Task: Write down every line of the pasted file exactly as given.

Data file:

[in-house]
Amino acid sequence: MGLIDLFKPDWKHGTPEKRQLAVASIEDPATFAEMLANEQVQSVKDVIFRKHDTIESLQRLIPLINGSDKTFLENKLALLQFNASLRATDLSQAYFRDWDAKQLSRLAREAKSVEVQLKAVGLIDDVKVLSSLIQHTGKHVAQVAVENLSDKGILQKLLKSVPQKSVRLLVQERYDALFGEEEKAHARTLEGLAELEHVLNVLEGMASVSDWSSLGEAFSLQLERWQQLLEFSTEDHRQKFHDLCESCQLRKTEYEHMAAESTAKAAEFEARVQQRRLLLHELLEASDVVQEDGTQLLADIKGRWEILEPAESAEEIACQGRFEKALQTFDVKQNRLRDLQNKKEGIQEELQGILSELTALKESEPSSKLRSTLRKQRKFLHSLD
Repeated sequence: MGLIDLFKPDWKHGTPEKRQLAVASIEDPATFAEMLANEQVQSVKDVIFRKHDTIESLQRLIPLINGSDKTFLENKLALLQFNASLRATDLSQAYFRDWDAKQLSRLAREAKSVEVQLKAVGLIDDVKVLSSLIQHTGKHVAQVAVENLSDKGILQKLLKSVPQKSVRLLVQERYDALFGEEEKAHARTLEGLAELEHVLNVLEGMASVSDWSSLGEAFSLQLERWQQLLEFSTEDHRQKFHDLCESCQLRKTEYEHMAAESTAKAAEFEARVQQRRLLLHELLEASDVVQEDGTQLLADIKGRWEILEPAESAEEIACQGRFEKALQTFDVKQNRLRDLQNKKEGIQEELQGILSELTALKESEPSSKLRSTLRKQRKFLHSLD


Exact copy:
[in-house]
Amino acid sequence: MGLIDLFKPDWKHGTPEKRQLAVASIEDPATFAEMLANEQVQSVKDVIFRKHDTIESLQRLIPLINGSDKTFLENKLALLQFNASLRATDLSQAYFRDWDAKQLSRLAREAKSVEVQLKAVGLIDDVKVLSSLIQHTGKHVAQVAVENLSDKGILQKLLKSVPQKSVRLLVQERYDALFGEEEKAHARTLEGLAELEHVLNVLEGMASVSDWSSLGEAFSLQLERWQQLLEFSTEDHRQKFHDLCESCQLRKTEYEHMAAESTAKAAEFEARVQQRRLLLHELLEASDVVQEDGTQLLADIKGRWEILEPAESAEEIACQGRFEKALQTFDVKQNRLRDLQNKKEGIQEELQGILSELTALKESEPSSKLRSTLRKQRKFLHSLD
Repeated sequence: MGLIDLFKPDWKHGTPEKRQLAVASIEDPATFAEMLANEQVQSVKDVIFRKHDTIESLQRLIPLINGSDKTFLENKLALLQFNASLRATDLSQAYFRDWDAKQLSRLAREAKSVEVQLKAVGLIDDVKVLSSLIQHTGKHVAQVAVENLSDKGILQKLLKSVPQKSVRLLVQERYDALFGEEEKAHARTLEGLAELEHVLNVLEGMASVSDWSSLGEAFSLQLERWQQLLEFSTEDHRQKFHDLCESCQLRKTEYEHMAAESTAKAAEFEARVQQRRLLLHELLEASDVVQEDGTQLLADIKGRWEILEPAESAEEIACQGRFEKALQTFDVKQNRLRDLQNKKEGIQEELQGILSELTALKESEPSSKLRSTLRKQRKFLHSLD